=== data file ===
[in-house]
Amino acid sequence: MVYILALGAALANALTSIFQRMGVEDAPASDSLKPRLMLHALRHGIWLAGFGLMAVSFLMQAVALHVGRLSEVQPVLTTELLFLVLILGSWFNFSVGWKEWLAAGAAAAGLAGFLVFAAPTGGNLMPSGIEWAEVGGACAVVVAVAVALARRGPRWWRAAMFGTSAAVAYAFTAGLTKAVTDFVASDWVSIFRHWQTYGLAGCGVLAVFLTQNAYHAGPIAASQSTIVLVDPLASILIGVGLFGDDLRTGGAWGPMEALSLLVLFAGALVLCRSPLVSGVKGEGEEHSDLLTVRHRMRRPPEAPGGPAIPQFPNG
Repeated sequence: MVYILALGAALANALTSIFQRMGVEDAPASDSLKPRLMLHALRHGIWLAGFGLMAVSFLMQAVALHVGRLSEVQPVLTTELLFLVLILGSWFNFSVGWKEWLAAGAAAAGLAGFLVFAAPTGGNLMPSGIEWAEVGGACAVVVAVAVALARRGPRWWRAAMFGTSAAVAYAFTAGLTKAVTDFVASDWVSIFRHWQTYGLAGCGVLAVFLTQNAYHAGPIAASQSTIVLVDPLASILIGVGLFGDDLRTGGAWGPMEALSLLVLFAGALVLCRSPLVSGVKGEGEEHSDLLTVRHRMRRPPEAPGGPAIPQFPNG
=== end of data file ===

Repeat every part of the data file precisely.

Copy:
[in-house]
Amino acid sequence: MVYILALGAALANALTSIFQRMGVEDAPASDSLKPRLMLHALRHGIWLAGFGLMAVSFLMQAVALHVGRLSEVQPVLTTELLFLVLILGSWFNFSVGWKEWLAAGAAAAGLAGFLVFAAPTGGNLMPSGIEWAEVGGACAVVVAVAVALARRGPRWWRAAMFGTSAAVAYAFTAGLTKAVTDFVASDWVSIFRHWQTYGLAGCGVLAVFLTQNAYHAGPIAASQSTIVLVDPLASILIGVGLFGDDLRTGGAWGPMEALSLLVLFAGALVLCRSPLVSGVKGEGEEHSDLLTVRHRMRRPPEAPGGPAIPQFPNG
Repeated sequence: MVYILALGAALANALTSIFQRMGVEDAPASDSLKPRLMLHALRHGIWLAGFGLMAVSFLMQAVALHVGRLSEVQPVLTTELLFLVLILGSWFNFSVGWKEWLAAGAAAAGLAGFLVFAAPTGGNLMPSGIEWAEVGGACAVVVAVAVALARRGPRWWRAAMFGTSAAVAYAFTAGLTKAVTDFVASDWVSIFRHWQTYGLAGCGVLAVFLTQNAYHAGPIAASQSTIVLVDPLASILIGVGLFGDDLRTGGAWGPMEALSLLVLFAGALVLCRSPLVSGVKGEGEEHSDLLTVRHRMRRPPEAPGGPAIPQFPNG